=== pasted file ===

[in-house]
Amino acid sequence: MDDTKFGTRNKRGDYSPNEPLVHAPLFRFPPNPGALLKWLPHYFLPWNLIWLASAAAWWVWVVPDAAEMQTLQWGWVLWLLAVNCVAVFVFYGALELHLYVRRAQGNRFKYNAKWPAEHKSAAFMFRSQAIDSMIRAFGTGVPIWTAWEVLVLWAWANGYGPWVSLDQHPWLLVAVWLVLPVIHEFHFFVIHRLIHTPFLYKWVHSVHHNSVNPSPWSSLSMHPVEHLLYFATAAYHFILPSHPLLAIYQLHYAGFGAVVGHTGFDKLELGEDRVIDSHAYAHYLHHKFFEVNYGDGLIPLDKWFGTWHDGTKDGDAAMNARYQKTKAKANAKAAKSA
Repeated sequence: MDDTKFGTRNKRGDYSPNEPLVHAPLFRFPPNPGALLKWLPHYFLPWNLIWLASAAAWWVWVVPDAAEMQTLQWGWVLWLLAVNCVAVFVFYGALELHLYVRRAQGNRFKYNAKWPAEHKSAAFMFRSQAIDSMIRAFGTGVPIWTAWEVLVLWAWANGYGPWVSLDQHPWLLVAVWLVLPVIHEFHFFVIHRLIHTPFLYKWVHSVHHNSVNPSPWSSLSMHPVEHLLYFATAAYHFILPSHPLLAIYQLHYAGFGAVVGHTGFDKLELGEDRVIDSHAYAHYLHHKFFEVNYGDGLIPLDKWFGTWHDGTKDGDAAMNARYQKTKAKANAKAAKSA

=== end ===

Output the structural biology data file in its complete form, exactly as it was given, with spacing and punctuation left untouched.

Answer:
[in-house]
Amino acid sequence: MDDTKFGTRNKRGDYSPNEPLVHAPLFRFPPNPGALLKWLPHYFLPWNLIWLASAAAWWVWVVPDAAEMQTLQWGWVLWLLAVNCVAVFVFYGALELHLYVRRAQGNRFKYNAKWPAEHKSAAFMFRSQAIDSMIRAFGTGVPIWTAWEVLVLWAWANGYGPWVSLDQHPWLLVAVWLVLPVIHEFHFFVIHRLIHTPFLYKWVHSVHHNSVNPSPWSSLSMHPVEHLLYFATAAYHFILPSHPLLAIYQLHYAGFGAVVGHTGFDKLELGEDRVIDSHAYAHYLHHKFFEVNYGDGLIPLDKWFGTWHDGTKDGDAAMNARYQKTKAKANAKAAKSA
Repeated sequence: MDDTKFGTRNKRGDYSPNEPLVHAPLFRFPPNPGALLKWLPHYFLPWNLIWLASAAAWWVWVVPDAAEMQTLQWGWVLWLLAVNCVAVFVFYGALELHLYVRRAQGNRFKYNAKWPAEHKSAAFMFRSQAIDSMIRAFGTGVPIWTAWEVLVLWAWANGYGPWVSLDQHPWLLVAVWLVLPVIHEFHFFVIHRLIHTPFLYKWVHSVHHNSVNPSPWSSLSMHPVEHLLYFATAAYHFILPSHPLLAIYQLHYAGFGAVVGHTGFDKLELGEDRVIDSHAYAHYLHHKFFEVNYGDGLIPLDKWFGTWHDGTKDGDAAMNARYQKTKAKANAKAAKSA